An interesting idea, but like Serleran I tend to force my players to roleplay themselves out of a situation. I have one player that if allowed to fall on dice rolls that is all he will ever do. But put some ambiguity out there and force him to role play man he can be a great player. But once again the simple beauty of C&C will allow this to work just fine. Thanks for sharing.
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Post by BeZurKur »

Just curious: to the CK's that judge the players instead of the characters in social situations, does anyone ever take Cha as a prime and if so, how do you rule it in?

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Post by DangerDwarf »

For mine, I largely rely on their ability to RP. Rolls do happen from time to time as well, primarily when the player's RP is borderline succesful as to their intended goal,with modifiers applied based on their RP.

I use Charisma rolls for other things from time to time as well. Times when numerous characters are in various areas about town seeking information springs to mind. If roleplaying every little encutner while they search for small ruomors or clues doesn't do much to advance the storyline...it's dice time.

Another time for Charisma checks is after a session and a player wants to hit the market and pick up supplies. As the player is resupplying his rations, oil, rope, whatever sometimes they ask if they can make a charisma check in an attempt to get a better price. A good roll might land them a % off of their total spent.

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Post by PeelSeel2 »

I do not neccessarily rely on the players ability to Role-Play his character, but more on their ability to effectively communicate what they are trying to do, and what effect they hope to achieve through social interaction. Then if I feel it needs a CHA check, I let them.
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Post by Witterquick »

The only instances where I ask for a CHA roll in social situations are usually when, because of the nature of the gaming-table interaction, the PC's couldn't realistically tell a particular thing.

Case in point: this Friday the PC's will be attending a party. Can the PC's tell that two of the guests appear to be a bit too friendly, or will it go right over their head? I could just tell them, but that doesn't reward the PC's who did take high CHA's as prime.
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Post by Treebore »

I think I am closest to peelseel in this. I have the player tell me what they want to do and how they want to go about it.

Especially when my players are 10, 13, and 14 years old!

Even for adults. I might press them at the issue, using roleplay to do it, but what I am looking for is modifiers. If I like what they say I'll give them good modifiers. If I don't they will get negatives. Then I roll. Basing the TN on the characters CHA.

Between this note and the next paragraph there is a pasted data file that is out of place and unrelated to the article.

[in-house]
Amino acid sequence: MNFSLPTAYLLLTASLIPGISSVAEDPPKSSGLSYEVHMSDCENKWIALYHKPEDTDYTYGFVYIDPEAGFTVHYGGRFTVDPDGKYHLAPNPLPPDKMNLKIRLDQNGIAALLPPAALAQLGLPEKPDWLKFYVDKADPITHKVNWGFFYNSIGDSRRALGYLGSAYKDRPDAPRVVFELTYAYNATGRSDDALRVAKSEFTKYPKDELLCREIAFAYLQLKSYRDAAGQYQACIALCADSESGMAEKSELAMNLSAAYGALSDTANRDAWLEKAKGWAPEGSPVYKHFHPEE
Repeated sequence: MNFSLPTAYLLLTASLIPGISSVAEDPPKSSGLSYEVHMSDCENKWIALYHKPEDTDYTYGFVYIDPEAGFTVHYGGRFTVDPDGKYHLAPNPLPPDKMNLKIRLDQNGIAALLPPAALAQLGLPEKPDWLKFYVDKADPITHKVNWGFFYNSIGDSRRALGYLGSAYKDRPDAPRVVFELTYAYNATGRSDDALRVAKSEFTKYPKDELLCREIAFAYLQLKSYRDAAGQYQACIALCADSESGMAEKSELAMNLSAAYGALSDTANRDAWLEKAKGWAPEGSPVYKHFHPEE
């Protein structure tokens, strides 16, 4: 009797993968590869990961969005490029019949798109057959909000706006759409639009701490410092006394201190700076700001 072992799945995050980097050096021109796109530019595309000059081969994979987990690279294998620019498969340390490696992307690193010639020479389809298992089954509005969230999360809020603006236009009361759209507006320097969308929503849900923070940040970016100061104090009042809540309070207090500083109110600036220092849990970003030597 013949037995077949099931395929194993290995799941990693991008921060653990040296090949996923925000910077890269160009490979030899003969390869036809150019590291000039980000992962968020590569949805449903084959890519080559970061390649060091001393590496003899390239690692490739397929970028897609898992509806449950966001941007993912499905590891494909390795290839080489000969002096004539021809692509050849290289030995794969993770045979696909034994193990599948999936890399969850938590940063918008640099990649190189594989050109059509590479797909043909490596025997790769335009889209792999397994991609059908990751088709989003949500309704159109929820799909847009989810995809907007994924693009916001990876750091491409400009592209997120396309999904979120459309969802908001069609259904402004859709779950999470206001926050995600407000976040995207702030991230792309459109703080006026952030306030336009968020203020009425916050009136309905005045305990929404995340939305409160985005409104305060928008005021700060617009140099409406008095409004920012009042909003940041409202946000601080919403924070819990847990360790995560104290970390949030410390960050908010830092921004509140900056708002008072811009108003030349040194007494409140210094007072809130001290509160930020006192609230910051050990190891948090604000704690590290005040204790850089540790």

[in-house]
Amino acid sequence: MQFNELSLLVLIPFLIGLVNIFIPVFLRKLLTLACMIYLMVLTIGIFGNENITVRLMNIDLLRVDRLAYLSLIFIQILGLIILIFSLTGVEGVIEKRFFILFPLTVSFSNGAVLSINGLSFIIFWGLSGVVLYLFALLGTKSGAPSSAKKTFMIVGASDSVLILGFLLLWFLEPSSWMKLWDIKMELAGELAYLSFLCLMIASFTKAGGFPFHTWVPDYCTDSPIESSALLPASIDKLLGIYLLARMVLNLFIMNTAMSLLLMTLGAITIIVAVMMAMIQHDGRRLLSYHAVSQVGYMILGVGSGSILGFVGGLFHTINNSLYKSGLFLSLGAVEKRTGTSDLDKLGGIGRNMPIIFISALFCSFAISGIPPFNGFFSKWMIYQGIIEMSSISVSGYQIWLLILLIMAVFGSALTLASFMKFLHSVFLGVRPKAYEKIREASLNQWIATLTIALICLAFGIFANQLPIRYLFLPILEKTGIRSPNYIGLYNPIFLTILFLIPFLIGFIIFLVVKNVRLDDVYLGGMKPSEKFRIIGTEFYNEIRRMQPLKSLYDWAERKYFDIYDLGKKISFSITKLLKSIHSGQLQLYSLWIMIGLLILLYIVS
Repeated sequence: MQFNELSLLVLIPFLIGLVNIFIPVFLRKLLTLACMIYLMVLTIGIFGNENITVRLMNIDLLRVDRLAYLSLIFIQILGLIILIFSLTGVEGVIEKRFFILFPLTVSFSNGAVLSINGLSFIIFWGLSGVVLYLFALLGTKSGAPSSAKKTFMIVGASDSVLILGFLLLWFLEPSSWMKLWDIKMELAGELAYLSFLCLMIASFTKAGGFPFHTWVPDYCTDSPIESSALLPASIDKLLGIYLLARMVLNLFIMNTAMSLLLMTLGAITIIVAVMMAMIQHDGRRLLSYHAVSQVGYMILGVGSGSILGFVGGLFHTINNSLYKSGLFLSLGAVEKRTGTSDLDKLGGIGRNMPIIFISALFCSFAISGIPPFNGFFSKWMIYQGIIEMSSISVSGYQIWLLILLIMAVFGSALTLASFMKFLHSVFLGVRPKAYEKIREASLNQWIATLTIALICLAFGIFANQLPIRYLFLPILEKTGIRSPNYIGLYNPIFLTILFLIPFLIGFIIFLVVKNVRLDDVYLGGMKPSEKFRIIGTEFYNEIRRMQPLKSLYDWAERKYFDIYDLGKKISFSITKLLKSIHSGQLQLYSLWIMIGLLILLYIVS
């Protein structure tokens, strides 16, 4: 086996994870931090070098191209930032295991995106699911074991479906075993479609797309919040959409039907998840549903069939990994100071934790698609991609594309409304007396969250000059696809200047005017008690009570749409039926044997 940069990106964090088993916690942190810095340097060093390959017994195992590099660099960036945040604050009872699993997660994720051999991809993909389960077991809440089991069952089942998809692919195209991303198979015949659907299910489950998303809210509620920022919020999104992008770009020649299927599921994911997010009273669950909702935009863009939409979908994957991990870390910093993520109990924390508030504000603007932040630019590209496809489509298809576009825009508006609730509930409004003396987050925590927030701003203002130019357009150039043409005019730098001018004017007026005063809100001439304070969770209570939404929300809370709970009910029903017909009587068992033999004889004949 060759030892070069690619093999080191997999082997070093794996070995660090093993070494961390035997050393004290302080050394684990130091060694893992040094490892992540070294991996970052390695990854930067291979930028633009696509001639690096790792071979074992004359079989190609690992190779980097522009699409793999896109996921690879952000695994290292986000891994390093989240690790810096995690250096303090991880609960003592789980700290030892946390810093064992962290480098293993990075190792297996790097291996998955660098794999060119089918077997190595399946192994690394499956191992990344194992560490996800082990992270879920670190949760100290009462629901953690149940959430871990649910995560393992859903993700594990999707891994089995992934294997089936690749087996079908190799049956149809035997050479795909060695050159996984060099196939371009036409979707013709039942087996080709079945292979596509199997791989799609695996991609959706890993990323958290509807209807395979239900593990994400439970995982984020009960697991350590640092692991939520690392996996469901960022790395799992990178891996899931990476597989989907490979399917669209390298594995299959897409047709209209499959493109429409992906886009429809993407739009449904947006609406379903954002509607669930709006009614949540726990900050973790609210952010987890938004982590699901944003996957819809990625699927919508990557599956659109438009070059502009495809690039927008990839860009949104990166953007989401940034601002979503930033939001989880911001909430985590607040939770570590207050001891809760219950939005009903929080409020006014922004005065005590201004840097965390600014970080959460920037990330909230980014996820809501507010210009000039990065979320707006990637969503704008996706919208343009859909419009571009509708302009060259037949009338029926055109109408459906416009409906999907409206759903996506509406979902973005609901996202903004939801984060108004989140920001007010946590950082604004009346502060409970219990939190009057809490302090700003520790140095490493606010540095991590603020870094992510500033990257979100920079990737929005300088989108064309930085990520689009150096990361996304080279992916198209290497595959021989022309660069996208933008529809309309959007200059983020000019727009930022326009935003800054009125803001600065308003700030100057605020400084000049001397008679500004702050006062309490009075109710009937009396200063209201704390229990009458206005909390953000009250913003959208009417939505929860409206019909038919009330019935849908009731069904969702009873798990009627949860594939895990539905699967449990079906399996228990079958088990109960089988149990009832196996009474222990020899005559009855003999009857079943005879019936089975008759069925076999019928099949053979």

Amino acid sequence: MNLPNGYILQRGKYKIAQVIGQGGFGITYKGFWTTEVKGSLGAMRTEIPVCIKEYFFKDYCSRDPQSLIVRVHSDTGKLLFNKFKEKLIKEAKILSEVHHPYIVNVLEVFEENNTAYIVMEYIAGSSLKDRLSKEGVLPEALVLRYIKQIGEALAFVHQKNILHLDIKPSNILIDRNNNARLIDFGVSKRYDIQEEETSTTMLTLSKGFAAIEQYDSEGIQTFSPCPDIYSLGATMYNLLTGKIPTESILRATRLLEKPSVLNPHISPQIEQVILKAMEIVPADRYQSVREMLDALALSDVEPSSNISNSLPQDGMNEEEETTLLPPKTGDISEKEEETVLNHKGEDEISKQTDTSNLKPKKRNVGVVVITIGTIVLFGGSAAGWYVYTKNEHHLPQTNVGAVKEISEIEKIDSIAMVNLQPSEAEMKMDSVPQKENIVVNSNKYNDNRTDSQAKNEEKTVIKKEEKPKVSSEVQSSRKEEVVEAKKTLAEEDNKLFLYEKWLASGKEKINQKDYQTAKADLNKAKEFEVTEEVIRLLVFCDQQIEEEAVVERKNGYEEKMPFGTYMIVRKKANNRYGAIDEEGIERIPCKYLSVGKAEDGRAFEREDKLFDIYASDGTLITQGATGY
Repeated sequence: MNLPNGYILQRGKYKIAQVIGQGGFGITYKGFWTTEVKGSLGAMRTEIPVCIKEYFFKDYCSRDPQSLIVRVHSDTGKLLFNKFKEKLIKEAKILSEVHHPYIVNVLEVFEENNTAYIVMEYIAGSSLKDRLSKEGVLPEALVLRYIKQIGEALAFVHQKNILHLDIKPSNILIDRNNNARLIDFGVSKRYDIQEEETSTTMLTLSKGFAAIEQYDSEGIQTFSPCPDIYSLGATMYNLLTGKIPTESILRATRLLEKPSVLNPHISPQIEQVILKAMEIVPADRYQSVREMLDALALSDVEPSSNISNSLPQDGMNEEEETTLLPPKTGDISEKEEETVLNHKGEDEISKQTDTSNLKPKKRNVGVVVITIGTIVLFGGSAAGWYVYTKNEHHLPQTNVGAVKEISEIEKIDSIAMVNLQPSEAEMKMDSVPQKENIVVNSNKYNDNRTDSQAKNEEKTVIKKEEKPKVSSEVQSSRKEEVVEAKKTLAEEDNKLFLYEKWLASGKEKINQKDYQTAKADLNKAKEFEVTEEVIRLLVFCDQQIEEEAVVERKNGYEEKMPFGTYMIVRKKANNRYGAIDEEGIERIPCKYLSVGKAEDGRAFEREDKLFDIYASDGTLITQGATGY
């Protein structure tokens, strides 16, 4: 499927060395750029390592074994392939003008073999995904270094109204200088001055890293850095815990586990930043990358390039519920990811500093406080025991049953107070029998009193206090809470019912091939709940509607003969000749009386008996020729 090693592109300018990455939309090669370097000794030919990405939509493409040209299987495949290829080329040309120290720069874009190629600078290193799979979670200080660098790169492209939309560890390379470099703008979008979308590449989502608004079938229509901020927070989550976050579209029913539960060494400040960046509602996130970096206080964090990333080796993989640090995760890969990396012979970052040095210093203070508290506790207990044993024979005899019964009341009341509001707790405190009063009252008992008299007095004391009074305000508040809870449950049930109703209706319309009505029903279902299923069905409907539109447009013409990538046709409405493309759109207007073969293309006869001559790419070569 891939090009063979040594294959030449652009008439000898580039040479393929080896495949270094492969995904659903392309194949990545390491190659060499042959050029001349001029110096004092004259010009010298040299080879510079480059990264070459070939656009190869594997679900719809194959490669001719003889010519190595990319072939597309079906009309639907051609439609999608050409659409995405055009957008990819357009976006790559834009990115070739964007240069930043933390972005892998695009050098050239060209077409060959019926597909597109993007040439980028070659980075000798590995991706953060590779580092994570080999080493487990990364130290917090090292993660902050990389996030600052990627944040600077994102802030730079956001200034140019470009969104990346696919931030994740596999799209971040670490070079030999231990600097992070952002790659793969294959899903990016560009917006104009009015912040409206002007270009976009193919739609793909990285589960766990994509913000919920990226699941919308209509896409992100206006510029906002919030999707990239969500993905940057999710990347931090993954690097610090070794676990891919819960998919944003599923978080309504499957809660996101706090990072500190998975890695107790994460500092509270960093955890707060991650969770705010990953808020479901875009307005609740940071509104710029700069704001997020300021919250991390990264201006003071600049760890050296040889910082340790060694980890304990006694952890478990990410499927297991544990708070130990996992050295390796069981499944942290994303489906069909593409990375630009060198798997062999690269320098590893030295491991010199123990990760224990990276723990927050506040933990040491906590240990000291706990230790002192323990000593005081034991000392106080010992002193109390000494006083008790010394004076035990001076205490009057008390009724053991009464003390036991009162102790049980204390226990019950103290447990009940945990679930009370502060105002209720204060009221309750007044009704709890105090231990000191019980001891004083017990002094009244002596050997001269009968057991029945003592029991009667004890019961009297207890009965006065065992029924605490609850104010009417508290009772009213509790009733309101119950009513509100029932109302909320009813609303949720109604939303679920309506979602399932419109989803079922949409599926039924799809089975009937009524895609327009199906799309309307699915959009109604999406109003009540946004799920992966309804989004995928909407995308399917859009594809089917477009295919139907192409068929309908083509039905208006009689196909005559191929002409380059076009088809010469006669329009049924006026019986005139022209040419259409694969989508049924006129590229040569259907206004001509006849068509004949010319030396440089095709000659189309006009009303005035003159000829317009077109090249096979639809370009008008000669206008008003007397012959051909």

So I could actually use the OP's idea to help me determine the outcome, but kind of like in his example, roleplaying modified by these rolls he has come up with.

Why do I do this? Because most people are like Serleran, they suck at being a salesman. Very few people know how to bargain or haggle. I do, so I look at it like a "mini" class on how to haggle. I roleplay it a bit, to give the player a little bit of "realism" in how to broach the subject, find and start a point of negotiation, and how to end it as favorably as possible.

Plus how if your a woman, show off your cleavage if your negotiationg with a male. (Works wonders for my wife in the markets in Mexico, and occassionally here in the US at flea markets.)

So that is why I would use a system like this. So people who don't know how to haggle can play a merchant, and maybe learn a bit about how to be a merchant.

I take this seriously enough that I credit D&D and roleplaying with my being able to amass such a large gemstone collection in about 6 years, and becoming a gemstone cutter/cabber and good enough jeweller to carve/mold/cast my own stuff. With my wife doing the truly artisitic pieces we have done. I'm still what I like to call a "cookie cutter" jeweller.

So I take players wanting to roleplay a merchant very seriously. I incorporate as much of my real life lessons as I possibly can. Especially to my kids. You never know where they may be inspired to go or do later in life. Playing Thief/merchants definitely paid off for me.

Heck, my wife still likes to call me Pakitani, who is may favorite thief/mage/merchant that I ever played. Plus playing him is why I started looking into gemstones in real life, and why I have the skills and collection that I do. Crazy ain't it?
Since its 20,000 I suggest "Captain Nemo" as his title. Beyond the obvious connection, he is one who sails on his own terms and ignores those he doesn't agree with...confident in his journey and goals.
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Post by serleran »

There are major reasons why something like Strength doesn't require the player to act it out. One, it might be dangerous. Two, in the game, Strength is associated to real-world values such as pounds which dictate, automatically, whether the character can succeed in lifting something or not, and three: it is the most obvious characteristic possessed by a character.

To roleplay a character, the player must be able to relate to that character, in some way. If the character is diammetrically opposed to everything the player is, there is no reason the player should be playing it, other than "to broaden experiences." However, if the player is completely inept, the character is too, since the player determines the success of the character, and not the other way around.